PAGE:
After the Newtown, Conn., massacre, anxious parents called the Eastmont School District and asked if there were plans to post armed guards at every school door. Imagine that — the district like any other, has dozens, perhaps hundreds of school entrances used by thousands of children day in and out. Are our children facing such risks that we should turn every school into a fortress? Would they be safer if we did?
School security is naturally a prime topic. We should expect that. We should expect parents to be concerned. What we should avoid is policy driven by panic.
Overreact, and much can be wasted without adding safety. The school culture and atmosphere is degraded. Students learn to live with a heightened sense of danger and insecurity, falsely, because the genuine danger is still remote.
A survey of local districts by The World’s Christine Pratt showed their reaction to Newtown is reasoned and pragmatic. Schools are rightly reviewing their emergency plans and procedures, updating training, taking practical precautions, but not calling in troops.
Elsewhere, the response is not so measured. In December, California Sen. Barbara Boxer introduced a bill to let states deploy National Guard troops to schools. “Is it not part of the national defense to make sure that your children are safe?” said Boxer. “… We must keep our schools safe by utilizing all of the law enforcement tools at our disposal.”
Every tool at our disposal apparently includes soldiers patrolling the perimeter of elementary schools. The schoolyard is treated as a potential battleground. Boxer’s idea is not so much different than the proposal by the National Rifle Association.
In December it urged Congress to “act immediately to appropriate whatever is necessary to put armed police officers in every single school in this nation” by the end of January. That proposal was immediately criticized far more harshly than Boxer’s proposed troop movements. The NRA calls it the National Model School Shield Program, and proposes training and arming retired police officers and volunteers to stand guard.
President Obama, in his just-released plans in reaction to Newtown, proposes funding for 1,000 new school resource officers and school counselors. A school resource officer is an armed, on-duty police officer, specially trained and assigned to schools. They are nothing new. Federal appropriations have supported them in the thousands since the Clinton administration. Local school districts have or have had them, and those without are considering the option.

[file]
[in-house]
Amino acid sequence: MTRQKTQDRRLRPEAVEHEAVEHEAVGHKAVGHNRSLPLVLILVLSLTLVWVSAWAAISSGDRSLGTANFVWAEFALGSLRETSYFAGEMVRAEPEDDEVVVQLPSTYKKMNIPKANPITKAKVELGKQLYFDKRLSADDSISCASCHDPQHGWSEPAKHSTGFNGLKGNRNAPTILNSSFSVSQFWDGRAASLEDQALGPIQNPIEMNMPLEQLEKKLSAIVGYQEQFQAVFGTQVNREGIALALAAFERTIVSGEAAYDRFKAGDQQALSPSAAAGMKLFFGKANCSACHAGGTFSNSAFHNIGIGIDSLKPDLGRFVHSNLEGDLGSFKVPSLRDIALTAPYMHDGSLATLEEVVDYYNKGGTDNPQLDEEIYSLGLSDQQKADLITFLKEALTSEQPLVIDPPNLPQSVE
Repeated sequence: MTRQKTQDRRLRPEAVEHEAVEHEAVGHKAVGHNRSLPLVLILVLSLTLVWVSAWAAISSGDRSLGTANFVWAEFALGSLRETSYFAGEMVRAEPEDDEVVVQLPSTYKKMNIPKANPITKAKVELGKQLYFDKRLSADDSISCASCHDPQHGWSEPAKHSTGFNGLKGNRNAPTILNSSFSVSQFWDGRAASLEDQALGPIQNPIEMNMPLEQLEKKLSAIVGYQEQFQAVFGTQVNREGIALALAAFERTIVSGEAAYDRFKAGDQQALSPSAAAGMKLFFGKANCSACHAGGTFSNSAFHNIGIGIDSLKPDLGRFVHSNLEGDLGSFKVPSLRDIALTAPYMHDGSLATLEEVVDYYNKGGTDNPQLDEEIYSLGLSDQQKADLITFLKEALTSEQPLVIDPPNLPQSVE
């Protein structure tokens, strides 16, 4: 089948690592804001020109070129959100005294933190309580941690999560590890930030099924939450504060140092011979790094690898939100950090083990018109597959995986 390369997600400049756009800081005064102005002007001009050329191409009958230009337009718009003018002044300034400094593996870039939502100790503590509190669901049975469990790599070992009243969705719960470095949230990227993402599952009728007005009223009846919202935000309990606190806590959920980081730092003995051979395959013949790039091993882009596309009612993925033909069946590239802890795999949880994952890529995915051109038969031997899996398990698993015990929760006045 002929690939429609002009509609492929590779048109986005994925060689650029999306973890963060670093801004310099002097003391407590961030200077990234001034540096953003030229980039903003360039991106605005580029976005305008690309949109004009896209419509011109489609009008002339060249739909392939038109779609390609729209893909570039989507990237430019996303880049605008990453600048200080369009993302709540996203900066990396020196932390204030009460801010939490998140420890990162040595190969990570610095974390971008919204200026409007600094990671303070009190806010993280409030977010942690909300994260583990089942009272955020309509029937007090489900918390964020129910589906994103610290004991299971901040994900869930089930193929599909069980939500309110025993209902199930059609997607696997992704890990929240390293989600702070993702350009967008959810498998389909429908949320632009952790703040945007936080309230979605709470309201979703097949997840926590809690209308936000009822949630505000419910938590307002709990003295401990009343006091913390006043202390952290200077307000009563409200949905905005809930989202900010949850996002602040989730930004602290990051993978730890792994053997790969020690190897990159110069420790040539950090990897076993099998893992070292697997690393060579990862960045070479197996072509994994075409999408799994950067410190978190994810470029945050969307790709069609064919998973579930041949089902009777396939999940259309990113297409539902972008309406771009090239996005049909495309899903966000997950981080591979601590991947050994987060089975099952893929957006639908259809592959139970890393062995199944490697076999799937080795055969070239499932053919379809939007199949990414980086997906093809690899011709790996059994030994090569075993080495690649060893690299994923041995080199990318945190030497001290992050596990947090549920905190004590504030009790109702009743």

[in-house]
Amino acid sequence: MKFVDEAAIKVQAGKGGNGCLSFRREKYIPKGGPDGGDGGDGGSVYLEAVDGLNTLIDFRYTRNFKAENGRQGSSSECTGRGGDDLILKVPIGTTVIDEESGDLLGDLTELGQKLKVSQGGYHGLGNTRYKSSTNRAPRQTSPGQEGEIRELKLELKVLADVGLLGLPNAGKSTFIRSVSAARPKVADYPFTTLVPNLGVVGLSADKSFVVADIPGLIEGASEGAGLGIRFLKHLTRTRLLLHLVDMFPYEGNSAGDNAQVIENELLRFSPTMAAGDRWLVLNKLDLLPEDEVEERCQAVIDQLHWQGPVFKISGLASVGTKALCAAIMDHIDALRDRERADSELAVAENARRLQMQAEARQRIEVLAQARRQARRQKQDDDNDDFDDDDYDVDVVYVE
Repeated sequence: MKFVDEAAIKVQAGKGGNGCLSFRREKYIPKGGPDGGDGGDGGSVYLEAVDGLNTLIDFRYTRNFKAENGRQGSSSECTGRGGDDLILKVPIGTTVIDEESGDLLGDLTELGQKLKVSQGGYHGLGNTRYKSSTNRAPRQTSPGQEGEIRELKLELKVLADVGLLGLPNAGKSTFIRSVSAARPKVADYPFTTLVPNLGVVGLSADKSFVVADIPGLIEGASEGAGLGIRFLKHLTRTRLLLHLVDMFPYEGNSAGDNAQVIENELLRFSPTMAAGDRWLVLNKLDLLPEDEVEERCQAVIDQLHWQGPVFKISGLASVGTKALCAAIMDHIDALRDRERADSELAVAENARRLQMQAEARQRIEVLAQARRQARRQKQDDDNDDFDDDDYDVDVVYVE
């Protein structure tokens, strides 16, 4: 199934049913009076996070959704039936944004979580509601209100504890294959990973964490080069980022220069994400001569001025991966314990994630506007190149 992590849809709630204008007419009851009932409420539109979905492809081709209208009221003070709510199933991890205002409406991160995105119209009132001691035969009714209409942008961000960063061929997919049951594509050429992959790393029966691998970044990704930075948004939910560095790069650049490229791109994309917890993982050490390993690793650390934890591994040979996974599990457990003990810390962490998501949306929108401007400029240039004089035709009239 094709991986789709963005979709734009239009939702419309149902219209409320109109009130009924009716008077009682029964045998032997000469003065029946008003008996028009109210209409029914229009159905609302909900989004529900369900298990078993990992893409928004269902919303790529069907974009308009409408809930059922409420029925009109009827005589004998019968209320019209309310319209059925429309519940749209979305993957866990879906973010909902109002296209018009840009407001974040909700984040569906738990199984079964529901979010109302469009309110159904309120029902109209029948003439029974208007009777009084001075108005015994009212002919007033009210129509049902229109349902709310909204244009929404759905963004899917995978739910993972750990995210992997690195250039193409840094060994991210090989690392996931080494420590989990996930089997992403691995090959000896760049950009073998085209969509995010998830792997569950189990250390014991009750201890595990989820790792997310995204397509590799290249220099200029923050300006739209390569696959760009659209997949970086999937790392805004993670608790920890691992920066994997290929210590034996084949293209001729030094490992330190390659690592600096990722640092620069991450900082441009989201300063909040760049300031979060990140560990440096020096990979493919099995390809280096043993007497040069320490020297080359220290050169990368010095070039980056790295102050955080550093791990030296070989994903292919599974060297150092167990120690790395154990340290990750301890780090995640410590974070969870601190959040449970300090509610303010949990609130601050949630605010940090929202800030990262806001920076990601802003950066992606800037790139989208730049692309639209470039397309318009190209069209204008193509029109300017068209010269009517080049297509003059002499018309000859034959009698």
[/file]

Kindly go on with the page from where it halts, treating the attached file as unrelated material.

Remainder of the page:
Obama wants up to 1,000 more, which is a relatively small number considering there are 99,000 schools in the United States and until a few years ago there were nearly 15,000 school resource officers already in them. Critics say school resource officers are expensive, divert law enforcement efforts from more serious concerns, and don’t much improve student safety. Sen. Dianne Feinstein of California noted they didn’t help at Columbine High School. “There were two armed law enforcement officers at that campus, and you see what happened — 15 dead,” she said.
Beyond armed patrols, electronics are enticing. There will be new funding for surveillance cameras and the like. Boxer wants more airport-style metal detectors. Schools have proposed measures like microchipped badges to track and catalog students and special entrance scanners matching students to their database. Schools could be made much like small prisons. Newtown had a buzz-open school door, which is an increasingly popular option that didn’t work.
The points to remember are, mass school shootings are horrific, but very rare; and so far there are no practical security measures that seem able to stop them. Criminologist James Alan Fox, an expert on mass shootings, said this in the Chronicle of Higher Education: “Most security measures will serve only as a minor inconvenience for those who are dead set on mass murder. If anything, excessive security and a fortress-like environment serve as a constant reminder of danger and vulnerability.”
Tracy Warner’s column appears in the Wenatchee World Thursdays and Fridays. He can be reached at firstname.lastname@example.org or 665-1163.